“That’s pretty low!” replied Obama and “C’mon, you hurt my feelings.” All right, it was meant as a joke. But what are our options if looking old is not allowed? Dying young? Endless plastic surgery? Amortality?

If you’re on social media or in business or otherwise in the public eye, you’re obliged to display some photographs of your head and shoulders. As I get older, updating avatars and publicity photos has become somewhat intimidating.

Selfie-haters may righteously distinguish between avatars and selfies. But even if we just grab part of a casual shot for our avatar, we are still consciously manipulating the way we look, deliberately choosing the way we wish to be perceived. Who are we, now, at our age? Are we still carefree adolescents under the skin? And is that what others see? Doubt it!

Image from “The Book of Photography, Practical, Theoretical and Applied” (1905) Paul Hasluck and Arthur Hands. No known copyright restrictions.

Touchy about hearing loss?

It’s funny how people tend to be much more sensitive about damage to hearing than about impaired eyesight.

I certainly include myself in this over-sensitive group. Cheerfully I admit to hearing loss. Proudly I wear my cunning little Phonax hearing aids. But poke me the wrong way and I’ll still bristle with indignation.

Partly, I’m reacting to another funny thing about human nature: I’ve noticed that the more defensive people are about their own hearing, the more they are likely to comment on other people’s hearing.

So when a person with poor hearing comments on my poor hearing, logic flees. These two people are incapable of having a sensible conversation on the topic of hearing, because rumbling under the spoken words are other powerful silent messages, such as…

“Your hearing is worse than my hearing.”
“You need hearing aids.”
“Pot calling the kettle black.”

And our listening gets worse and worse. Neither of us can bear to hear certain truths.

During one such exchange recently, a sister had to step in and tell us two deafish persons to drop the subject. Our conversation was going nowhere. Hearing sensitivity had rolled us right into social ineptness. Stupidity. Craziness. Rudeness.

This is kind of weird, don’t you think? I never pick up on similar vibes about eyesight. Maybe that’s just me. I love glasses. If you’ve got it (poor eyesight), flaunt it—like Dame Edna Everage.

Day 2 of the new earthquake era

Wet roof over a wet city and one bare foot raised in a tai chi kick.
Doing tai chi as rain sets in. Good morning world!

Well, it’s about 60 hours since the big earthquake and my short exercise in expressive writing has already done its magic. In my last blog post I vented my secret thoughts and feelings, no matter how embarrassing.

3 meditation apps

Last night I slept brilliantly for nearly six hours and dozed nicely for two more, aided by a passive meditation with the little blue man (Andrew Johnson’s meditation phone app).

Then the morning routine begins. Meditate, ah, breathe slowly—nice. Then tai chi on the deck as rain set in—nice. I finish like this, hoping the neighbours don’t hear me:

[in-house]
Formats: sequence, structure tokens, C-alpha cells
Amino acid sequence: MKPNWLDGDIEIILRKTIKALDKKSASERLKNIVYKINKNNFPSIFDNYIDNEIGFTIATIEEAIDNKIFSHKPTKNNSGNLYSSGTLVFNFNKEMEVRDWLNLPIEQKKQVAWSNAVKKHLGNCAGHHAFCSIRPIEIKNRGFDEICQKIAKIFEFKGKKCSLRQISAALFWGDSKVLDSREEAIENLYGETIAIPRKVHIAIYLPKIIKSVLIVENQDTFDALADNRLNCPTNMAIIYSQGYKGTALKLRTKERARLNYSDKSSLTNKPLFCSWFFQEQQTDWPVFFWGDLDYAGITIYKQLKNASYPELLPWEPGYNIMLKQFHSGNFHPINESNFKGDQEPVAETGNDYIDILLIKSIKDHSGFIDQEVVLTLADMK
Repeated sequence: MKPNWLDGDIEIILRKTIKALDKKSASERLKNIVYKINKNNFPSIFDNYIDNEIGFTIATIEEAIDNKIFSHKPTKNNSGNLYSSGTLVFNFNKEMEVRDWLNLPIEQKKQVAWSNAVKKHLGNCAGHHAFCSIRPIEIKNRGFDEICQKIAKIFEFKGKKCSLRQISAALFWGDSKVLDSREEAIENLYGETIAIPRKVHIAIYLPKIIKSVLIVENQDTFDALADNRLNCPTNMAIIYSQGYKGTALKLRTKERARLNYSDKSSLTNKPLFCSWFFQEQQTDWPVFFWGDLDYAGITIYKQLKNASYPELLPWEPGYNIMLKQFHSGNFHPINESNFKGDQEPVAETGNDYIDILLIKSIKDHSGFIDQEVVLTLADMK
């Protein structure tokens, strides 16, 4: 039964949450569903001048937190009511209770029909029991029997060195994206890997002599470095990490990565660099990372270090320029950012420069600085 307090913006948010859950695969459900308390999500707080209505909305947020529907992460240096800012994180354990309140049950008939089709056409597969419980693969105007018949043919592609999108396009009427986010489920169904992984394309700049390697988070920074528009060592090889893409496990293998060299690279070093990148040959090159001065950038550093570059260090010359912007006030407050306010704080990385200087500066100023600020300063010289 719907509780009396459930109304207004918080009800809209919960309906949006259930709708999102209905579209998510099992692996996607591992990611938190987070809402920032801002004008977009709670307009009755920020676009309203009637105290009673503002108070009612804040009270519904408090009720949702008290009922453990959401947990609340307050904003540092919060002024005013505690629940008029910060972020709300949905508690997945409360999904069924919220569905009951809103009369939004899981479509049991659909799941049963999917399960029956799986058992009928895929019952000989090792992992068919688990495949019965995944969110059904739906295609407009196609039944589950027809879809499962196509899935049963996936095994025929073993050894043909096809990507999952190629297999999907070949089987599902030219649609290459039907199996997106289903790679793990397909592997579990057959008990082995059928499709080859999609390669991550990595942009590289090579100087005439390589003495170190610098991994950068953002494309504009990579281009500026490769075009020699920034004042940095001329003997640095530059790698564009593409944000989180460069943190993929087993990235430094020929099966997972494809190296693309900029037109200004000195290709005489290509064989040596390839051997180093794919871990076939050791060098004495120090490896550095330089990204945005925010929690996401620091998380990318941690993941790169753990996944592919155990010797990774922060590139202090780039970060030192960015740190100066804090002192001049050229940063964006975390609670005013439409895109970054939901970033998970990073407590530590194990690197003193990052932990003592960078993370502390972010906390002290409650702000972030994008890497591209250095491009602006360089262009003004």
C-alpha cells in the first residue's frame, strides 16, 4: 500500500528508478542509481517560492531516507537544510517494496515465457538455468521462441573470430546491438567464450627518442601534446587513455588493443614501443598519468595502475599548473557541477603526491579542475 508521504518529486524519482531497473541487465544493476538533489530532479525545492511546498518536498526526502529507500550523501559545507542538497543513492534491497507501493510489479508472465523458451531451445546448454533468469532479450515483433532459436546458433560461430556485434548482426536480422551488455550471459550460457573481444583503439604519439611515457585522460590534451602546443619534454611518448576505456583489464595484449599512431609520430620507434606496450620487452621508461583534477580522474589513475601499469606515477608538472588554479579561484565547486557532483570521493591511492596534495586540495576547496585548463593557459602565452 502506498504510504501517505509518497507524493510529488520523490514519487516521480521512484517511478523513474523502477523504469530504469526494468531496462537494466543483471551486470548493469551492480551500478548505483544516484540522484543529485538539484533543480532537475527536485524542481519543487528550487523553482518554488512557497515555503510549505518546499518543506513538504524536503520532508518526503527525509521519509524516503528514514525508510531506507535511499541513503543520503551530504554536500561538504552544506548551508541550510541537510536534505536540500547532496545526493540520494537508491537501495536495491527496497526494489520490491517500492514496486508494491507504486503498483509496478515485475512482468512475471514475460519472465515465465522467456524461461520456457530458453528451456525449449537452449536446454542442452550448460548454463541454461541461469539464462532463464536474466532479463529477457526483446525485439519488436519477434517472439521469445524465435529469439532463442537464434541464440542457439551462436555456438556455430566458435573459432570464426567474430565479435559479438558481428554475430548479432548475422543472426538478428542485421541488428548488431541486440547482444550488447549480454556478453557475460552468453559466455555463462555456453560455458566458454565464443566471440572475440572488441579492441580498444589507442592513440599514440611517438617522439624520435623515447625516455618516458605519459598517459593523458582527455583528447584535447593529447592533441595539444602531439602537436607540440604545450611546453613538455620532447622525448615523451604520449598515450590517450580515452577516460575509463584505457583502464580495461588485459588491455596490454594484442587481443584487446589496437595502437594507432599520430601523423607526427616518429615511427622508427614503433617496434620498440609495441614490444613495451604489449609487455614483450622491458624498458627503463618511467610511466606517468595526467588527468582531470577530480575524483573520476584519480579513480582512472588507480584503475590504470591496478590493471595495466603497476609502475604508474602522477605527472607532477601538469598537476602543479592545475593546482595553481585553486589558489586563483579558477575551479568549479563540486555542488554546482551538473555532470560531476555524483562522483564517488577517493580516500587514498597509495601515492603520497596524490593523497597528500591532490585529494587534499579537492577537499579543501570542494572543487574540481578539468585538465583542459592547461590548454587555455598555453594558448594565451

“Good morning, world! What can I do for you today?”

Quick as a flash, the world replies: “Stop whinging.”

“OK. Got it!”

Yet again,  writing has done one of its magic tricks. Ruled a line under self pity—because I did my whinging well and truly, out loud, on this blog. And because the world (meaning you, dear readers) heard me with compassion, and validated me in my weakness.

So now I can stop whinging. I like to think I have turned my angst into energy.

Right. Time to get back to work. I love that…

What to do in an earthquake: write

Geonet earthquake app

You freeze until you register what’s happening: a long, strong earthquake shaking the bed east-west-east. And shaking. During that everlasting two minutes, you stop, drop and cover under a table or doorway.

The shaking stops and you put on random clothes and locate the bug-off bag in case you have to leave.

Immediately a series of aftershocks begins.

Earthquake routine: texting

Ever since the first Christchurch earthquake in October 2010 you keep your cellphone by the bed, fully charged. (To hell with the screen-free bedroom.) You text your children. You text your sisters. You text other apartment owners. You text friends. You answer text after text. Nearly everyone is OK.

You don’t call because you know that the cellphone system will be overloaded—you just send a short curt signal of love: xxx.

But some family have hurried to high ground, and others are stranded in Kaikoura with its broken roads and rivers and communications. Where are they? What are they doing?

Sucking up news

You consult geonet.org.com:

NZ Daylight Time, Mon, Nov 14 2016, 12:02:56 am. Depth, 15 km. Magnitude, 7.5 . Location, 15 km north-east of Culverden.

You download the Geonet app. Now it pops out information about every aftershock. Poppity-popp! Poppity-popp! They are almost continuous.

Recent earthquakes in New Zealand: every minute